DC Trip Brings History to Life

By Kaitlyn Brathwaite’18

The Guilder Lehrman program, managed by some of the History Department’s teachers, tries to mold their students into the leaders of tomorrow through various courses.

“The program is named after two gentlemen who started an institute to promote the study of American history in public schools,” said Mr. Matthew Bonavita, one of the program’s organizers.  “They funded our program since 2000.  Once they stopped donating, we’ve received contributions out of the generosity of others who believe in our children’s development.”  

The Gilder Lehrman program is offered to students once they’re in the 9th grade and continues on until the students graduate, leaving them with new information about more obscure parts of history which are not discussed in regular history classes.  

The program is run by Mr. Bonavita, Mr. Joseph Peters, Mr. Eugene Resnick, and many other teachers, who teach Sports History, Urban History, and other classes under the program’s elective sections.  Once the children are in the 12th grade, they go on an all-expense paid trip to Washington D.C. to discover more about American history, as well as learn more about the world around them.

“We usually spend a night in D.C.,” said Mr. Bonavita.  “We saw most of the national memorials on the first day, and headed to some museums on the second.  This year, we saw the Declaration of Independence at the National Archives, and many other things which revolve around American history.”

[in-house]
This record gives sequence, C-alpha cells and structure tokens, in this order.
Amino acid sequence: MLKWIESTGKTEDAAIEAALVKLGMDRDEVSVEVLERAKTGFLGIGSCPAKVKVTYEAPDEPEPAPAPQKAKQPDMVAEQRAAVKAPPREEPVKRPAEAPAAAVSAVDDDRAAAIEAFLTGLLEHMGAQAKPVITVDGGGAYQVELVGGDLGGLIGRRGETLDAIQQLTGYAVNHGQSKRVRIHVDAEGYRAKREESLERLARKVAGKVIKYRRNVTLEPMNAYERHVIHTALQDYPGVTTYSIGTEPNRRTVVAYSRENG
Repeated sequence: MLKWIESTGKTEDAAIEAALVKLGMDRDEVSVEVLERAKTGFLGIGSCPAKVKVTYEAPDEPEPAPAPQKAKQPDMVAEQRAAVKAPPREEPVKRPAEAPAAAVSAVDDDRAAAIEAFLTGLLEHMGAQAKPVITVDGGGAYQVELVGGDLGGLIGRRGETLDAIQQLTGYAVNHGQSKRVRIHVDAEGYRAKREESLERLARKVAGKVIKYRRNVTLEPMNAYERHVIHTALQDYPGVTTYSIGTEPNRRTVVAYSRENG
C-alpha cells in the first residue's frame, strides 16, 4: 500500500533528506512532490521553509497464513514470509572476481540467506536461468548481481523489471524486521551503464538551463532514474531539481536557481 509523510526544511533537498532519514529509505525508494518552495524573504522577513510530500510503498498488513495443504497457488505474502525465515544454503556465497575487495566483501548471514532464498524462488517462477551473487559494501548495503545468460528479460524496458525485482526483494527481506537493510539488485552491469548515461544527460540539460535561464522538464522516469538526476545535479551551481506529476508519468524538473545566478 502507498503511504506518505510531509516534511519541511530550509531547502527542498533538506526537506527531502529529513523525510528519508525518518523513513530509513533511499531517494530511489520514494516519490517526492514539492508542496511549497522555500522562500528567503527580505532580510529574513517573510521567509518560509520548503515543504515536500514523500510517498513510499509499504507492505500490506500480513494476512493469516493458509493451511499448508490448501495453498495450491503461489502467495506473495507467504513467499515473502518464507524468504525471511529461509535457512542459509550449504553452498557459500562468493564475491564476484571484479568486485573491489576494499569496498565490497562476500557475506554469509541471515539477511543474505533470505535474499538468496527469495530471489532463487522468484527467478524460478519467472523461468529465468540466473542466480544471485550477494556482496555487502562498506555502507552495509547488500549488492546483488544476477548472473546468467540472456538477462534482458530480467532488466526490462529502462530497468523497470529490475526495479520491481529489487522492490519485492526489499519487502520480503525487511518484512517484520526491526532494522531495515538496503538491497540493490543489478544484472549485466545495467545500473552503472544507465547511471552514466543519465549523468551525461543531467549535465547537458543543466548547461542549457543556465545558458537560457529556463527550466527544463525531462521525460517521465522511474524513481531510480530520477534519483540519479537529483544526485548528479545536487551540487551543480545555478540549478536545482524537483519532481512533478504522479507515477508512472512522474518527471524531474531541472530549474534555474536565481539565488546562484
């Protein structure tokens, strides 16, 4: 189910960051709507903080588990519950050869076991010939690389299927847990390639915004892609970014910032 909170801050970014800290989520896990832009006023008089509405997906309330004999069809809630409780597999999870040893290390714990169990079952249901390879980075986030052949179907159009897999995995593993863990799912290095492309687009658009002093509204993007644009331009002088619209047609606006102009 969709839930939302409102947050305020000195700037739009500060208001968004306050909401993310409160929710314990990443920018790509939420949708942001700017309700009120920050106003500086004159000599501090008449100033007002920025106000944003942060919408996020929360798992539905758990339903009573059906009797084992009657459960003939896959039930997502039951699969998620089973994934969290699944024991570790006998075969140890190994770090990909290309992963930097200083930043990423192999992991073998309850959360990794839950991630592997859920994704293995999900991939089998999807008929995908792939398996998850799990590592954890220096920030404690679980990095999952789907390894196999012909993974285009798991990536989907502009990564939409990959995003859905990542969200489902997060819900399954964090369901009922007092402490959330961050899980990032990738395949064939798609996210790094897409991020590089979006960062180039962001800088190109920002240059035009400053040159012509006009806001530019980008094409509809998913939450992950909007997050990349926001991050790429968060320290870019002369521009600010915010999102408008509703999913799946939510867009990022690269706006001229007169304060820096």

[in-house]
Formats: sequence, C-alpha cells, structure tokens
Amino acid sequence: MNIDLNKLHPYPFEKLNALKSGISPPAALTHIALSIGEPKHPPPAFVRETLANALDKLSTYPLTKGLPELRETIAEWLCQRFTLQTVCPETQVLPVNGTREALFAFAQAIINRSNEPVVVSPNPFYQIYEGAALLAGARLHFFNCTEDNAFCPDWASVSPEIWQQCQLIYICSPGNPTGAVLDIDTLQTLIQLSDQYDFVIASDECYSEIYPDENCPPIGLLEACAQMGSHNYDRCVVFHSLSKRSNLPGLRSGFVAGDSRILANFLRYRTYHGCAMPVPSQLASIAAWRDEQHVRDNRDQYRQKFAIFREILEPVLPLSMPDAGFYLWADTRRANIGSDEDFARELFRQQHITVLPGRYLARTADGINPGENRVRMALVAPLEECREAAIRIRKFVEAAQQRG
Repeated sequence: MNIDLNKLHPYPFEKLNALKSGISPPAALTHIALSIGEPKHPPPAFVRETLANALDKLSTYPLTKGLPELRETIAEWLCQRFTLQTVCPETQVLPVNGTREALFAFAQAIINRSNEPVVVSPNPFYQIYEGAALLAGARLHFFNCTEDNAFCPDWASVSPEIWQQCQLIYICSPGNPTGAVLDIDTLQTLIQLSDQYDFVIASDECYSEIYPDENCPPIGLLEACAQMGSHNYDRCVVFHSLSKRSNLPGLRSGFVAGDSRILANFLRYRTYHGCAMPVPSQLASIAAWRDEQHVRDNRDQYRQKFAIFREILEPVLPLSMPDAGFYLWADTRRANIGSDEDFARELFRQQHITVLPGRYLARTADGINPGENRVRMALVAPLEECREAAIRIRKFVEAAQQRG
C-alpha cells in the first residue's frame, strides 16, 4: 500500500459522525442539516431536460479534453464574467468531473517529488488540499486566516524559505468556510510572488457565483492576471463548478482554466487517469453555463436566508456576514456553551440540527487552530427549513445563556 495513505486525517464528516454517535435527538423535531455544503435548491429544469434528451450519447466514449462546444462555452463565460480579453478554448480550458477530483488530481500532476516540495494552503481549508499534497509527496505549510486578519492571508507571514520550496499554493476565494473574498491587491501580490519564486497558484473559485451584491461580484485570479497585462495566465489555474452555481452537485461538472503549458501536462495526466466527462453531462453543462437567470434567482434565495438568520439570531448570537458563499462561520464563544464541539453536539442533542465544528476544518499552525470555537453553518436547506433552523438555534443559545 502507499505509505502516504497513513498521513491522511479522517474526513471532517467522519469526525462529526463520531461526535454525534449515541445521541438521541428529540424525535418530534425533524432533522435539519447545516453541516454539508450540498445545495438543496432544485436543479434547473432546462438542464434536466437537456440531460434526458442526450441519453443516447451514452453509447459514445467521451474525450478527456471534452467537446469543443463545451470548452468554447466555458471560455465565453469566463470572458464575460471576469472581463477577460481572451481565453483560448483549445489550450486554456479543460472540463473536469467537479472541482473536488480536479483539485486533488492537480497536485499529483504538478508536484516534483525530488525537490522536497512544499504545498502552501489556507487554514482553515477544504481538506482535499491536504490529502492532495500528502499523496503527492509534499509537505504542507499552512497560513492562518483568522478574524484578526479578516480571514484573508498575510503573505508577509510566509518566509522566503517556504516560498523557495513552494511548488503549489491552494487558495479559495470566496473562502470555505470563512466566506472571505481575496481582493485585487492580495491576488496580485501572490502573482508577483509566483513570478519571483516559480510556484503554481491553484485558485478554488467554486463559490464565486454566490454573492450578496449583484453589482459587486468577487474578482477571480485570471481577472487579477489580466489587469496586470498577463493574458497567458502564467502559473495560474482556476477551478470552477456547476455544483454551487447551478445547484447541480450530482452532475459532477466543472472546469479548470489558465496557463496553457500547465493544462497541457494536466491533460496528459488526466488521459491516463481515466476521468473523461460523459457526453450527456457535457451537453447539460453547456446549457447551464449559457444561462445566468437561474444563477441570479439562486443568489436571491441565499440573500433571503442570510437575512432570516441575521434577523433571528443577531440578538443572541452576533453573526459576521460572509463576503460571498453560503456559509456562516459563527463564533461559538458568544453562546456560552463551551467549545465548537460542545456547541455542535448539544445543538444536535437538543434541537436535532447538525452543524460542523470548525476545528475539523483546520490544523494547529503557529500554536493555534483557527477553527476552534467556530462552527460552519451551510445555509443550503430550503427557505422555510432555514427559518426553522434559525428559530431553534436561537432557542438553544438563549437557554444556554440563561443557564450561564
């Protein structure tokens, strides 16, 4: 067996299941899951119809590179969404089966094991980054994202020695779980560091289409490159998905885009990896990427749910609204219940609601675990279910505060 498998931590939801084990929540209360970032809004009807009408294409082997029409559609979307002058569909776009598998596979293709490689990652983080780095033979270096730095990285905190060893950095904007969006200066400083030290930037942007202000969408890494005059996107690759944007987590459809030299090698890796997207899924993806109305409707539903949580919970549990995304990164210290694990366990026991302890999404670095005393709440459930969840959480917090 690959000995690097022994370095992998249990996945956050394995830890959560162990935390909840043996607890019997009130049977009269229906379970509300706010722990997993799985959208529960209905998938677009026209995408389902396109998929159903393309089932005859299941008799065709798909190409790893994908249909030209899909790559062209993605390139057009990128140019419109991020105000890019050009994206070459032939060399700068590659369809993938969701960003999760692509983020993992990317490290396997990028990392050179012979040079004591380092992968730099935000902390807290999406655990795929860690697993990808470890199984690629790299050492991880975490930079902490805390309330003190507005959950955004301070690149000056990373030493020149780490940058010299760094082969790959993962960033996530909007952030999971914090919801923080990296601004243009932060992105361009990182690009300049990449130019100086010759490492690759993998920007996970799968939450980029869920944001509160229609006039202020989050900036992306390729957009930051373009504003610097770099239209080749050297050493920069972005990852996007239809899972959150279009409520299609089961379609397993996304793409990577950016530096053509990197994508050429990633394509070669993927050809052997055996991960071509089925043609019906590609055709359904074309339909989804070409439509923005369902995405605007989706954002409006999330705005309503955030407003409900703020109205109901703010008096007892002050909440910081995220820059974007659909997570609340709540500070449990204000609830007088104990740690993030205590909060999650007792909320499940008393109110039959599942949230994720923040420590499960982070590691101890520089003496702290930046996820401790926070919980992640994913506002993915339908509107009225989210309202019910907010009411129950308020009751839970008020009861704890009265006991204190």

The trip is not only a way to teach the students about history.  For Mr. Bonavita and the other teachers, it also gives the students great life experiences they can remember as they mature.

“Our kids work hard.  They deserve the experience,” Mr. Bonavita said.  “We don’t ask the children to support the program, or make them sell anything for it because we want them to focus.  They matter more than the money.”

Mayra Vazquez-Sanchez ’17 said, “ It (the trip) was really fun, apart from taking tons of pictures at every monument and museum that we saw, we also learned a lot about our nation’s history.” She continued, “ We visited the Air and Space Museum, the Archives, and the Mueseum of Natural History.”

Thanks to the Guider Lehrman program, incoming students can learn about diverse parts of history, and improve their education.  Most importantly, however, they come out of the program as better people with fuller lives based on their experiences; and that will go down in history.

“The best part of Guilder Lehrman is getting to do our part in society to inform the children, and send them into the world as great people,” Mr Bonavita said.

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